The Architectural Significance of the Bower Hill at Mt. Lebanon|
The two buildings that we call home are unique. Only one other building in the United States is built using the same architectural influences as the General Neville and the Brackenridge. That building is Prospect House on Nash Avenue in Arlington, VA. |
Prospect House, built in 1965, was designed by Donald Hudson Drayer whose significance as a world class architect follows.
One can find several references to Prospect House online and you will find those following, as well, but searches show nothing on our two buildings, constructed in 1967 and 1970. Library of Congress searches validate the existence of Prospect House documents being stored there but they are not accessible online.
In reading the information available on Mr. Drayer, it is noted that he is famous for using two of nature’s elements in his designs – skies and foliage. One look from our balconies confirms that he certainly took those into consideration when placing our buildings on this wonderful corner of the world we call home!
The Architect: Donald Hudson Drayer
From the 1950's to his death in 1973, Donald H. Drayer was one of the more productive architects in the Washington, D.C., Metropolitan Area, notably in the area of large scale apartment and residential developments. Drayer received his Bachelor of Architecture degree from the Washington University School of Architecture in 1931. In 1934, Drayer became an associate architect with the United States Public Buildings Administration. From 1937 to 1941, he worked with the private builder and architect William Waverly Taylor, Jr.
Drayer opened his own office in 1941 but left in 1942 to serve in the navy through 1947.
After his Naval service, he worked at the Chevy Chase Land Company from 1947 to 1949.
Between 1949 and 1954, Drayer served as office manager for the firm Associated Architects and Engineers.
In 1954 he resumed his private practice and continued to work as an architect until shortly before his death in 1973.
Drayer's rendering style was distinctive, characterized by dramatic foliage and skies. A significant quantity of Drayer's functional contemporary designs were actually built, based primarily on architectural drawings by him for residential buildings, commercial buildings, and housing developments in Washington, D.C., and surrounding suburbs. The majority of the drawings were executed from 1945-1973.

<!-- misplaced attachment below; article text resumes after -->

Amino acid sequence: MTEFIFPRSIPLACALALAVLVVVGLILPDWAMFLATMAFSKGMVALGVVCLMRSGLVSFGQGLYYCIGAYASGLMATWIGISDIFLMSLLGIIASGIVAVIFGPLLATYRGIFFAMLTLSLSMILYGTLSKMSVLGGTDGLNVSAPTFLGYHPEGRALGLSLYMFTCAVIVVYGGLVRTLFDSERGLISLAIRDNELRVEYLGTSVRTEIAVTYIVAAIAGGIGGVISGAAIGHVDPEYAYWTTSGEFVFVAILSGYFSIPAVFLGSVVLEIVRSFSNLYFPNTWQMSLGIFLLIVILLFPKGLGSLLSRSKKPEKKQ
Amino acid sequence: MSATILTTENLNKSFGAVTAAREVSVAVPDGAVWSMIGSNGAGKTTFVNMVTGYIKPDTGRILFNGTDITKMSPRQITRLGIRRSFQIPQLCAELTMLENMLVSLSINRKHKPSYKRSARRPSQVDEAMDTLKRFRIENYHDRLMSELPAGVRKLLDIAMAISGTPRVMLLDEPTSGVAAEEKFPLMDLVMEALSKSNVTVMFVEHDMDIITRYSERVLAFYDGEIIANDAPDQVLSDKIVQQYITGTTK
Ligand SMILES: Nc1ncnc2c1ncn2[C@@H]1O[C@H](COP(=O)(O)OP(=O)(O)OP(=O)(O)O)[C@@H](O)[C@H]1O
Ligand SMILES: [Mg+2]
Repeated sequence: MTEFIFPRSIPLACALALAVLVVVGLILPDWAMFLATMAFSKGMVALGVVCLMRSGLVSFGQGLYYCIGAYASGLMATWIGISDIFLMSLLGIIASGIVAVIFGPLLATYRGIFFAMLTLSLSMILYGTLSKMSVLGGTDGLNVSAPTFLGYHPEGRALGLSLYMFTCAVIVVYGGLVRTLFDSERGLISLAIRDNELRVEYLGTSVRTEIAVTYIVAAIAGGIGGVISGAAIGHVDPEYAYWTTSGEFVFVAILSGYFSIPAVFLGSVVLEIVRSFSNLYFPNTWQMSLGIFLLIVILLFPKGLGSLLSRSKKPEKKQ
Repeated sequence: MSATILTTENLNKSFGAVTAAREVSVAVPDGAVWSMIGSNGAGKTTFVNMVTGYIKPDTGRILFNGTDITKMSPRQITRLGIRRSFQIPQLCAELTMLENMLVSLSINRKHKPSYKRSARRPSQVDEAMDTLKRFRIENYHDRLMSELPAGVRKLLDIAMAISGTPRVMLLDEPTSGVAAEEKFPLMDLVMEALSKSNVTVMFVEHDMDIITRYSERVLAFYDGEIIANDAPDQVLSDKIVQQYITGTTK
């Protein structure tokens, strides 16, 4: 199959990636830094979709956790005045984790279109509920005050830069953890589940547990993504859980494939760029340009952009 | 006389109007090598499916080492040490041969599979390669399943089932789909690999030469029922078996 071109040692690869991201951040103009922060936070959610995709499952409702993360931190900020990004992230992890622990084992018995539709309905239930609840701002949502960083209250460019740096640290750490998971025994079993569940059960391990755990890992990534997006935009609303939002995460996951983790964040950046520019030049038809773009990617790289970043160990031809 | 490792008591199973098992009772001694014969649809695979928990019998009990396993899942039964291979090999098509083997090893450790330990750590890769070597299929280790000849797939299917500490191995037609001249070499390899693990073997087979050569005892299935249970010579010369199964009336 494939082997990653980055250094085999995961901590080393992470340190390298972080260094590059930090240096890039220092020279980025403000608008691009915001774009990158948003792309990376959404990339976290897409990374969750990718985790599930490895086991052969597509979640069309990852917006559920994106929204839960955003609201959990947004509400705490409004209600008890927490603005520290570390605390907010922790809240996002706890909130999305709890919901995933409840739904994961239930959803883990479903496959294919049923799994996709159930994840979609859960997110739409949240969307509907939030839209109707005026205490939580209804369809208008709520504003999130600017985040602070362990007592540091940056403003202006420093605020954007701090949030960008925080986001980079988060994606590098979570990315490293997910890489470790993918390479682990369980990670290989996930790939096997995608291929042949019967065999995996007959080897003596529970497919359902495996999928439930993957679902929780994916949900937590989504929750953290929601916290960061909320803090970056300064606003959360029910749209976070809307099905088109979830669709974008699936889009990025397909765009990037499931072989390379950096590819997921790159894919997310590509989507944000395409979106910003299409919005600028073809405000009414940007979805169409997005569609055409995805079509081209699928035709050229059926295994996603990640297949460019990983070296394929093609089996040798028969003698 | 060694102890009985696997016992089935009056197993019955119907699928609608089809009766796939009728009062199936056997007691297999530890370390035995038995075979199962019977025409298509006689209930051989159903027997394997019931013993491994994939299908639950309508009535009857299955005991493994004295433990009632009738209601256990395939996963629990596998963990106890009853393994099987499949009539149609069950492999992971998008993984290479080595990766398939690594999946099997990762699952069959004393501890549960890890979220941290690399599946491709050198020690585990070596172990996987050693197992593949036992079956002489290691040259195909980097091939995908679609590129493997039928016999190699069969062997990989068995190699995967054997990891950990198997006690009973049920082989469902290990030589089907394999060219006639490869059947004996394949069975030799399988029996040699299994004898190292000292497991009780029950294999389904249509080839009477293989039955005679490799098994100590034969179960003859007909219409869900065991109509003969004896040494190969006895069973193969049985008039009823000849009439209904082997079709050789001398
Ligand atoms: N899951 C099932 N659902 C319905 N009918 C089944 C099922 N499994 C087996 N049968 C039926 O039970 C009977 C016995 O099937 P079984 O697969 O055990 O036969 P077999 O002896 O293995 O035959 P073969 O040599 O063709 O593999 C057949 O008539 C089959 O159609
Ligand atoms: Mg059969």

Among his commissions were single detached houses, some for prominent clients such as Lyndon Johnson and Albert Gore, Sr., and apartment houses and complexes such as Grosvenor Park in Rockville, Maryland, Prospect House in Arlington, Virginia, and the Colonnade in Washington, D.C.
Excerpts from an article on Prospect House printed in the Washington Post in September of 1995 By Louie Estrada, a Washington Post Staff Writer
"Looking to enlarge their units, some residents have bought adjoining condos and knocked down walls. A few have bought studio condos located below the bedrooms and installed a spiral staircase to gain access to the room.
The renovations are possible because the studio condos are sandwiched between the larger units in an intricate maze of layering. While the condos vary in size, there are five basic floor plans created by architect Donald Hudson Drayer, who specialized in designing large luxury Washington area apartment houses after World War II.
The larger units are about 1,530 square feet. The one-bedroom and two-bedroom units are either split-levels or duplexes. In the duplex condos, a small foyer from the hallway leads to a seven-step staircase to the 13-foot-tall living room with the balcony overlooking the monuments to the east. A second six-step staircase from the living room leads to the dining room, kitchen and bedroom. Those upper rooms are built on top of the communal hallway and extend over a studio unit next door. Because of the design, the elevator stops only at every third floor. The hallways are lined with hundreds of crimson-colored doors and the walls are painted an antique white.
While Prospect House boasts such amenities as a swimming pool, underground parking, a bike room, a 24-hour answering service and security, residents still have to squirrel away quarters for laundry. Most of the units do not have washers and dryers, making the basement laundry facility a popular place for visiting with neighbors."